Blaine held court with his guitar. As the night wore on, he and his friend Victor played everything from “Let It Be” to “Up Against the Wall Redneck Mother.” The mourners overflowed into the driveway and coalesced around the beer coolers. In the darkness, the warm yellow light of the garage was like amniotic fluid, enveloping and protecting the dearly beloved. I put my arm around my queer-as-shit wife and sang along about “kicking hippies’ asses and raising hell.”
I had hoped to see Katy’s nephew, Bryan Koonce, hip-hop impresario and aspiring MC. After Katy’s mom’s funeral, he had delivered a manic, virtuosic description of what it was like to smoke salvia. I was curious what more I might learn.
I found him inside the house with his two sisters, Andrea and Jenna. They were sitting on the family room couch, texting, seemingly separate from the rest of the party.
“Do you remember me?” I asked, plopping down on the rocking chair. “I’m Paige, Katy’s wife.”
“Yeah, I remember you,” Bryan answered, friendly but distracted by his phone. All three siblings have young kids, and all three live together at their mom’s house. His sister said something under her breath. They seemed to be sparring in real time and via text simultaneously.
“We’re kind of the Jerry Springer side of the family,” Bryan said, bashfully.
I gazed at the family photos on the opposite wall. If they had captions, they’d read like a rolodex of reality show plots: “Addiction Killed My Mama,” “The Brother I Never Knew I Had,” “My Daughter Looks Like a Man.”
“Which side isn’t the Jerry Springer side?” I asked, sweeping my arm around the room and including myself.
“True,” he laughed. I’m not sure if he registered the irony that I, the unlawfully wedded wife of the prodigal daughter, was awkwardly trying to reassure the first-born son of the first-born son.
In 1969, Philip moved to Lake Jackson, Texas, to work with at Brazoswood High School. For 16 years, Koonce served as Assistant Head Football Coach and Defensive Coordinator, helping to guide the Brazoswood Buccaneers to eight district titles and to the state championship in 1974. Former players remember him as stern and disciplined yet compassionate, an introvert with a sense of humor and a talent for storytelling.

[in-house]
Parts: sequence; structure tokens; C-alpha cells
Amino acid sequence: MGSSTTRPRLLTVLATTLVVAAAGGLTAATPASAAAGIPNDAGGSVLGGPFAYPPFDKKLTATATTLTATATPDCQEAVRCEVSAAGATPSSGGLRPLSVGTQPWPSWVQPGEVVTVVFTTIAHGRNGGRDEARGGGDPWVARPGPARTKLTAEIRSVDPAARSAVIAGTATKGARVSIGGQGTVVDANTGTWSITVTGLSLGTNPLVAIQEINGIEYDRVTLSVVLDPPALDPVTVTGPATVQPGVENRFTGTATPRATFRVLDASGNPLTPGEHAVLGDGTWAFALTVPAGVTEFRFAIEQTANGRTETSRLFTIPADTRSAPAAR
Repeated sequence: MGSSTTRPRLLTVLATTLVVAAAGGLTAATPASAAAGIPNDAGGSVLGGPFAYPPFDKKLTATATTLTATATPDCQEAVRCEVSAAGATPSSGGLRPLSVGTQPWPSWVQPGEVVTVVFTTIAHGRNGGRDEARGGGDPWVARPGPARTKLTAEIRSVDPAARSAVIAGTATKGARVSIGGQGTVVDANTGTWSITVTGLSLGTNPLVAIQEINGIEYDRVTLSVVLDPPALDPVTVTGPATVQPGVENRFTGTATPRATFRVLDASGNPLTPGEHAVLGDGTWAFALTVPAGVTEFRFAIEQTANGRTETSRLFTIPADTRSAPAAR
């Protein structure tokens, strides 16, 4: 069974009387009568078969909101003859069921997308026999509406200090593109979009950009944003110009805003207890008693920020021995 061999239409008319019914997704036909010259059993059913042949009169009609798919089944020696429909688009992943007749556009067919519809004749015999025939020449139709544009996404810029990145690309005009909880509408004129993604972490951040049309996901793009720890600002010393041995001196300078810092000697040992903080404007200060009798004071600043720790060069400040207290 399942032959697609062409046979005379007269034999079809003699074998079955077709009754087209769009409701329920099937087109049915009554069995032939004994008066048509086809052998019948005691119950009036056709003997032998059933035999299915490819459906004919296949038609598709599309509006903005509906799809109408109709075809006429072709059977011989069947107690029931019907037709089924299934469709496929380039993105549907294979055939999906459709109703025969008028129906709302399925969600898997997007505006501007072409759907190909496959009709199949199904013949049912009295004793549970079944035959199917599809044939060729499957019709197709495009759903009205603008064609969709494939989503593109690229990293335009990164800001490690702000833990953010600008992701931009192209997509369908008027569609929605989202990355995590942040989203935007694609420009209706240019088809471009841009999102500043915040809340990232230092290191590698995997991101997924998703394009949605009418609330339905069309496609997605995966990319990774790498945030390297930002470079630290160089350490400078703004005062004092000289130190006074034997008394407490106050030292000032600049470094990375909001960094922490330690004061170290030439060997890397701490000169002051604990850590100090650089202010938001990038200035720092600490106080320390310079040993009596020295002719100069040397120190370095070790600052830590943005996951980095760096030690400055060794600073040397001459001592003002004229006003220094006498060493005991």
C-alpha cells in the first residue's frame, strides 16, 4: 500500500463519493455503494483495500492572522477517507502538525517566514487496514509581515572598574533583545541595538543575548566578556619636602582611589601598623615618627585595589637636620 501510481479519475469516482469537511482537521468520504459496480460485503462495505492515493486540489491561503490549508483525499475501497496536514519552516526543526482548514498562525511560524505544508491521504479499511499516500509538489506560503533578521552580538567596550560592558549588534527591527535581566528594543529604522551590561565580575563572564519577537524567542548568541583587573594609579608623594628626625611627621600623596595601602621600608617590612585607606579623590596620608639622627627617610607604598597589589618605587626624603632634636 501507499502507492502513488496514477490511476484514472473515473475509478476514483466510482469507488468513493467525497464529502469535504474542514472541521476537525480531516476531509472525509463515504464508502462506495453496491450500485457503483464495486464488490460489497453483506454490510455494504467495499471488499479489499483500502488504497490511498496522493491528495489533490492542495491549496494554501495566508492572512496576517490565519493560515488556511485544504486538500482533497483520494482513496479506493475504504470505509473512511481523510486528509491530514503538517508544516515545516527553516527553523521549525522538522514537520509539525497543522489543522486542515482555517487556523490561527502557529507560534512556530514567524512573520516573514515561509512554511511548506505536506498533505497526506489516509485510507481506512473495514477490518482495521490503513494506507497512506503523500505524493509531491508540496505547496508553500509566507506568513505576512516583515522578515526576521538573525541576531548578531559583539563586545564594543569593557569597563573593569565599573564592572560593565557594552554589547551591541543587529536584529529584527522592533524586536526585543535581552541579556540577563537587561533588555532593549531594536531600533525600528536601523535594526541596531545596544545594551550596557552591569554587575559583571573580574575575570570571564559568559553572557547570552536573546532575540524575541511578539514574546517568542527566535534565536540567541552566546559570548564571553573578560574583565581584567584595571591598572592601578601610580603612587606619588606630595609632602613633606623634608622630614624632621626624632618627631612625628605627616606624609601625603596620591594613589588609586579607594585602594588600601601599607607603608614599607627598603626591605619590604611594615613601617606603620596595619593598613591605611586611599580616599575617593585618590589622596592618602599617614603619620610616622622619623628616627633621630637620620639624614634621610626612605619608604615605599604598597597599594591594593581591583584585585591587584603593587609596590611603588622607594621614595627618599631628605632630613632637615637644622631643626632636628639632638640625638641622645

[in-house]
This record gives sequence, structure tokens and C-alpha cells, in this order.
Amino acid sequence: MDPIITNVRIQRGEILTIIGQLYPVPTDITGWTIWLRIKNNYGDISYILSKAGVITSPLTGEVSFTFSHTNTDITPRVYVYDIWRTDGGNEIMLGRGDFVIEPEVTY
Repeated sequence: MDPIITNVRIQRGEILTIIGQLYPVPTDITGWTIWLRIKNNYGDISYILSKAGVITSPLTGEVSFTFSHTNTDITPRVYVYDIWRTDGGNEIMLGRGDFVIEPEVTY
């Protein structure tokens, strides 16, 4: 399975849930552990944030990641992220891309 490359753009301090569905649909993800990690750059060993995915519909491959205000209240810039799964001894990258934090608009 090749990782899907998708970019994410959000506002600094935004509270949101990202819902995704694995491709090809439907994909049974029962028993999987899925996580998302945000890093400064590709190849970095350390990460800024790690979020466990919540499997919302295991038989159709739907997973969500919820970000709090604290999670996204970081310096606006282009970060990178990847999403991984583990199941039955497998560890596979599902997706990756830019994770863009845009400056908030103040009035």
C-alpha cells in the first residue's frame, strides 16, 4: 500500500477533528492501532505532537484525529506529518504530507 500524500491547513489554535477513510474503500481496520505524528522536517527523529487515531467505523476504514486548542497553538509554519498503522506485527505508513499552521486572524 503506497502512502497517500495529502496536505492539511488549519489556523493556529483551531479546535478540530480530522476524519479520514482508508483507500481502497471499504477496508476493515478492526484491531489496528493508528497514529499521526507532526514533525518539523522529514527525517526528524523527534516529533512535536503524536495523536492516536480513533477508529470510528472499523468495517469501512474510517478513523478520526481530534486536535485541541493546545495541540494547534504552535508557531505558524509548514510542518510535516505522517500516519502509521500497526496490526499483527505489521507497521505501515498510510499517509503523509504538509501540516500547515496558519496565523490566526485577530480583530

I did not grow up in a close-knit community. I never learned to anticipate the needs of grieving neighbors, nor did I know the spiritual comfort that these small gestures give.
I have been honored to write obituaries for both of Katy’s parents, and I have rarely felt so purposeful, rarely known such a fit between the task at hand and my humble tools.
I can’t spin rhymes, can’t keep a tune, but I’m lucky to cast my lot with people who know how to sing and to grieve.
As I was writing this, I found an apropos video by Bryan Koonce. Sample some Koonce family rhymes:
And the soul that I have will lay next to Dodie
Sippin’ on some scotch and listenin’ to oldies
Credits: Kolache photo by Chmee2; Tex Ritter photo from Capitol Records (public domain). All other photos courtesy of Koonce family.
My nine-year-old son believes that kissing got me pregnant.
Me: Do you know how we made you?
Waylon: You got that thing from Uncle Brian.
Me: And then? We used my egg, right?
Me: So how are you related to Mommy?
Waylon: Well, I’ve been with her a lot. And also, when you two kissed [mimes sloppy French kissing] some of Mommy’s DNA got inside of you and then it got in me.
I love Waylon’s version of the story. Part of me wants it to remain exactly the same forever. But I also worry that we should be more strictly scientific about the mechanics of reproduction. I don’t want some playground smartypants to give him the 411.
I’ve written before about how hard it is to find children’s books about reproduction that don’t assume a gender binary (and children’s books about human sexuality that don’t assume reproduction). Most books for kids begin with “everyone is born a boy or a girl” and end with “some day you’ll make a family too,” but those are assumptions we don’t make in our family, because 1)we’re queer feminists and 2) Mommy is genderqueer.
That’s why I was so excited about Cory Silverberg’s book What Makes a Baby. Silverberg, a Toronto-based sex educator and writer, set out to create a “where do babies come from” story that would be inclusive for transgender, gay, lesbian and other nontraditional families.
As an adult reader, I appreciate the book’s attempt to uncouple sex from gender. Playful gender-neutral figures are accompanied by matter-of-fact statements:
“Not all bodies have eggs in them. Some do, and some do not….Not all bodies have sperm in them. Some do, and some do not.”
I couldn’t wait to read What Makes a Baby with Waylon. He’s a little old for picture books, but I thought he would appreciate a story that was flexible enough to include our funky family.
When we finished, Waylon was thoughtful for a moment. “What did you think?” I asked.